Far From Cursed, Red Sox Fans are Spoiled These Days

I was in an Irish pub in Madrid when I watched the Red Sox come back against the Yankees in 2004. Because Spain is nine hours ahead, the games aired in the middle of the night.

I'm not even a Red Sox fan, but it was clear something special was happening. As someone who loves the game, I needed to be there to watch it happen, even if it meant swigging Guinness pints at 4 a.m. on successive school nights. Plus, it's our collective duty to root against the Yankees, so I was doing my part.

The comeback from three games down and the World Series sweep that followed were uniquely incredible.

Last night was special, especially in the wake of the Boston bombings, but it's a speck of dust compared to what happened in 2004, and i think it's important to explicitly recognize it as such.

In 2004, decades of torture were lifted in the most improbable of ways. Icing was applied to the cake just three years later when the Red Sox did it again. Now the team has three championships in less than a decade, which officially makes them a spoiled fan base.

And that's not a disparaging description; it's just the truth. Any semblance of torture and misery among Red Sox fans doesn't belong in this millennium.

My grandpa, who was in his 80s when he passed away in 2010, was a lifelong Red Sox fan. He moved from the east coast to Los Angeles when he was in his 20s, but he brought with him his fandom. By doing so, he lived under a curse that lasted for decades, with a history of tragedies written by the likes of Bill Buckner and Aaron Boone. Meanwhile, the rival Yankees made a routine out of popping October champagne bottles. Baseball was annual suffering.

And then Dave Roberts stole that base.

Because I watched the 2004 Red Sox-Yankees games in a loud foreign pub, I missed out on some of the intricate details; the slow and silent intensity of baseball.

When I returned from Spain seven months after the Red Sox victory, my grandpa sat me down and played me a VHS documentary about the playoff run. Even though I had already seen all of it rehashed, it absolutely gave me chills. In the same room, my grandpa cried.

How many times had he watched that video?

He had been conditioned to believe he'd never see his team win, and he was not alone under that blanket of pessimism. The curse was the defining trait of his generation of Red Sox fans.

To any Bostonian who still claims that impending-doom-is-upon us personality, it's time to bequeath it to the poor people of Chicago and Cleveland. In the grand scheme, the Red Sox are a bona fide winner now, in the company of the Yankees and Cardinals of recent years. There's no reason to use "curse" and "Red Sox" in the same sentence ever again, except in the context of folky storytelling about what happened in 2004.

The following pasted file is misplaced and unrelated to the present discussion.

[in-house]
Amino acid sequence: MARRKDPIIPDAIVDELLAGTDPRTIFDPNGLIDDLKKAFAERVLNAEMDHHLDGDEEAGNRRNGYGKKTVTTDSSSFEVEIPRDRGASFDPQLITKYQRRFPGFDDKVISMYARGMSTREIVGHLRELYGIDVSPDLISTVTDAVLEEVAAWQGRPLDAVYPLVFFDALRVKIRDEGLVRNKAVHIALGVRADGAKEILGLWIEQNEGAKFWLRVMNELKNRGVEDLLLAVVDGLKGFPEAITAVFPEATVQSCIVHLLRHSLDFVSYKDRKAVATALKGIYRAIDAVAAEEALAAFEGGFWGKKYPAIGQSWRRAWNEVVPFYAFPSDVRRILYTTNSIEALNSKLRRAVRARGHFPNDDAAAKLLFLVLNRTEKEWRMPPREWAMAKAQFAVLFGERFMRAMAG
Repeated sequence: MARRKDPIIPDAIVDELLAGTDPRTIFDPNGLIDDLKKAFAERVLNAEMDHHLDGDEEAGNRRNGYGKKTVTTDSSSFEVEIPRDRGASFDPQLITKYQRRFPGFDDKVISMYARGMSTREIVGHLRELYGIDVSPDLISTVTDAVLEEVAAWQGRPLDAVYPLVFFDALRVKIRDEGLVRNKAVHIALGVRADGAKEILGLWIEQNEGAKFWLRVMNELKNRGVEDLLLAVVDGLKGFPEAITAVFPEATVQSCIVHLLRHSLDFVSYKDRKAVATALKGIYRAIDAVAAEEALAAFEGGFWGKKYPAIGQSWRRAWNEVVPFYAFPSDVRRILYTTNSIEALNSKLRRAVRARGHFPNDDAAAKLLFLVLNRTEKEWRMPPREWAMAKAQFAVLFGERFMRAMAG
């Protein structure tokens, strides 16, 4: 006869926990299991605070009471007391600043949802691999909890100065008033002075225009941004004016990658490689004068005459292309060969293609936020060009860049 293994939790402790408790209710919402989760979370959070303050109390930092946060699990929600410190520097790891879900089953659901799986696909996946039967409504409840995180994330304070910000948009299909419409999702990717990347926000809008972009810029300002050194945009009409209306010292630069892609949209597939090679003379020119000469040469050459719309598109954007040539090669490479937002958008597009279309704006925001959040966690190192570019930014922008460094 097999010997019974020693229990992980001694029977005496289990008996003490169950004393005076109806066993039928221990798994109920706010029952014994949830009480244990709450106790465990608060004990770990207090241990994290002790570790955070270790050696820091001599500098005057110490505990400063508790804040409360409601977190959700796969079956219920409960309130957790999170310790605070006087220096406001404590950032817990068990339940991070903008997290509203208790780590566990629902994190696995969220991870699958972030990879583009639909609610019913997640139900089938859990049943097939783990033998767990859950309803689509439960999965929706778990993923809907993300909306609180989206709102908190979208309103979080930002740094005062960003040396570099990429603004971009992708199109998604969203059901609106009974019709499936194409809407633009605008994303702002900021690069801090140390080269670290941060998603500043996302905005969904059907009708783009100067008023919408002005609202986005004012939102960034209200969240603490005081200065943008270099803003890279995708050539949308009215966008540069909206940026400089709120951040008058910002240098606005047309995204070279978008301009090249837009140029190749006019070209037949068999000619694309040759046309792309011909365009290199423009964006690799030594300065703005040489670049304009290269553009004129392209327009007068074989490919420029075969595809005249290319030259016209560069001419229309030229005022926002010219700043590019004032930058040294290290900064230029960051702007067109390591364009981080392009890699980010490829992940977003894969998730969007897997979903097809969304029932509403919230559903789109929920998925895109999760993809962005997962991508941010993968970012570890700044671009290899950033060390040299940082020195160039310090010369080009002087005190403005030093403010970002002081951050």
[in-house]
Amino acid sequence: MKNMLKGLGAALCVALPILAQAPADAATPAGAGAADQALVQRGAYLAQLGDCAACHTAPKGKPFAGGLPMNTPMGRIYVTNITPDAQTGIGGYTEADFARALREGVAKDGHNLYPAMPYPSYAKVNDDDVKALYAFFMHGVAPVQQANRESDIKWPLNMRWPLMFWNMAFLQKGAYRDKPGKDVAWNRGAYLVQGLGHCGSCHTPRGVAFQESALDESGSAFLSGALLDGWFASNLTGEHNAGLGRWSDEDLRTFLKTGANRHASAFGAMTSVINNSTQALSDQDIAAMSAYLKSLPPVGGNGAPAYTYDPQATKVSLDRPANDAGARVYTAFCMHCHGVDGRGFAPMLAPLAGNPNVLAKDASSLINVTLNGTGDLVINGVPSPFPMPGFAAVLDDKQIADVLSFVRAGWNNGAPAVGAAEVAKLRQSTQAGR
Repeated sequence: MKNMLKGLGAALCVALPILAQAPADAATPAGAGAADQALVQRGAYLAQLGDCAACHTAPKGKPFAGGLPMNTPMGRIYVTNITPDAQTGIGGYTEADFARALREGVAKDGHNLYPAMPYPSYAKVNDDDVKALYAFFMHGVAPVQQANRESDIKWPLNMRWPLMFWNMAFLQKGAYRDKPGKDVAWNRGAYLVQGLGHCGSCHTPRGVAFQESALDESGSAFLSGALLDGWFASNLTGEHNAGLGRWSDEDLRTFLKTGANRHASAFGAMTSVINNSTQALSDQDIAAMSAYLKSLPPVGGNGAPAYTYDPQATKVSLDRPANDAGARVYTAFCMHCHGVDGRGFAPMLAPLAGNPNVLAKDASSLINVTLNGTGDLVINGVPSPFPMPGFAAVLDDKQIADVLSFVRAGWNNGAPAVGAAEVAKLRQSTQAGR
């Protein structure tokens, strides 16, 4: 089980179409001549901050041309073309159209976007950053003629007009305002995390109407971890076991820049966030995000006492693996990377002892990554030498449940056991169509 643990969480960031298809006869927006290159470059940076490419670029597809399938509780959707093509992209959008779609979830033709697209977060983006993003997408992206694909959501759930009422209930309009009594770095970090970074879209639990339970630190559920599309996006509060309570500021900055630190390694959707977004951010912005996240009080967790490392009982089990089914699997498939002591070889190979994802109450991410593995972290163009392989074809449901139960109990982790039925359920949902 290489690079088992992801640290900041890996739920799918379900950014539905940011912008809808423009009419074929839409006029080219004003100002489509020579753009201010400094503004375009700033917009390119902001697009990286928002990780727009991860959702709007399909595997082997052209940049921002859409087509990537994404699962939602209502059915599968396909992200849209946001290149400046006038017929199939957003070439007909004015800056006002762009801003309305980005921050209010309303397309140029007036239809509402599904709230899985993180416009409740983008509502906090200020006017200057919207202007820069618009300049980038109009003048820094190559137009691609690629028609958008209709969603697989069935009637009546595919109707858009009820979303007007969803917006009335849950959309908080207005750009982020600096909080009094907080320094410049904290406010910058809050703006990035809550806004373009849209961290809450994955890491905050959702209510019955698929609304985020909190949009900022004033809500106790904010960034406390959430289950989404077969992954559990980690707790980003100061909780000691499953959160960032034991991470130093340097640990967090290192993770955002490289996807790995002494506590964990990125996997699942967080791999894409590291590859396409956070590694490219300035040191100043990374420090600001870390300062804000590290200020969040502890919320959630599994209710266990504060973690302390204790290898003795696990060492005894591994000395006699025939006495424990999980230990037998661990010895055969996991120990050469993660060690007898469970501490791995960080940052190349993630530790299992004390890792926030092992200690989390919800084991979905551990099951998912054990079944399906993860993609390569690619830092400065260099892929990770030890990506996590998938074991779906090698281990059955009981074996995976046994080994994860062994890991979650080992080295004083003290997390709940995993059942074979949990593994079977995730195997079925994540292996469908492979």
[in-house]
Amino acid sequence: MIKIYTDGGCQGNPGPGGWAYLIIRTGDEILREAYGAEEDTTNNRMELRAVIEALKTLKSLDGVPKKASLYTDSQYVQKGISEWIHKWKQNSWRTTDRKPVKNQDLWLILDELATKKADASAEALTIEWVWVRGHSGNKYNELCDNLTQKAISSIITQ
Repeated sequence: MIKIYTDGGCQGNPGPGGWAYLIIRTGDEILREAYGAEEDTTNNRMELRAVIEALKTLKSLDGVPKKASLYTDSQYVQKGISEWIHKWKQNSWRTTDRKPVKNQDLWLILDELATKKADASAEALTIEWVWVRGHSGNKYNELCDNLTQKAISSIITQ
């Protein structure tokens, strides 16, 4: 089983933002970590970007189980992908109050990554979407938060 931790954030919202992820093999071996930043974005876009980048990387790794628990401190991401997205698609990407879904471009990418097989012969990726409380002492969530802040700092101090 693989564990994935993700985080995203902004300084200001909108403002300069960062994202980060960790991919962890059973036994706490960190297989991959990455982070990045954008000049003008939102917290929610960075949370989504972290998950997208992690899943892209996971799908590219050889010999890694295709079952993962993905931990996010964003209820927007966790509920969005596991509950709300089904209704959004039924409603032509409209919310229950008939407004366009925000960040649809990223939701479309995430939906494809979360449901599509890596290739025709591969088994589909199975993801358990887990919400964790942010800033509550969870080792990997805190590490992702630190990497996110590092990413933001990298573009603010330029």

The 2013 victory is about a team recovering from a fried-chicken-and-beer-induced collapse two years ago followed by a Bobby Valentine-induced stink bomb in 2012. It's about a team winning it all after trading away their highest-paid players. It's about scuzzy beards, team chemistry and banding together and winning for a city in the wake of a tragic bombing.

And it's the teams third parade in nine measly years, after eight previously unsuccessful decades. There's not a Red Sox fan on this planet who can claim to be anything but lucky and spoiled by their baseball team these days.

I'll end with this snippet from my grandpa, who wrote down a lot of his memories before he passed, including this one about the Red Sox:

After a long period of suffering, the Red Sox came to glory in 2004. Red Sox fans were snake-bitten, sure that the worst would happen. The Red Sox got by the Angels and were in a seven-game series with the Yankees. In Game 4, down three games to none, and losing in the eighth inning. Dave Roberts, who had played with the Dodgers and was a UCLA graduate, was put in as a pinch runner. After an eternity of throws from Mariano Rivera to attempt to pick him off, he stole second base. He then scored the tying run on a base hit. Big Papi hit a home run in extra innings to win the game. The next night, in one of the longest and tightest games in playoff history, the Red Sox won again in extra innings. I had dreamt of a homer to centerfield and Papi made that dream come true. And then Game 6 was Schilling's bloody sock pitching masterpiece. That tied the series at 3-3.

I approached game seven with caution... I went to the gym and when I came out, there was the score, 6-0 Sox, thanks to Damon's grand slam. I felt that Alex Rodriquez did an awful thing when he tried to punch the ball out of the pitcher's hand. And there was justice, and there was a God, and he punished like a grade schooler. Finally.

The World Series against the Cardinals was anticlimactic. And poetic. The parade in Boston, and the season opener the following year against the Yankees were theatre. I loved every minute of it and watched the various videotapes over and over again.

The Red Sox won again in 2007 and are still in it as I write in 2008. But justice has been done and, as John Wooden once said, "Sports is the toy department of the world." But 2004 was redemption for a lifetime of suffering.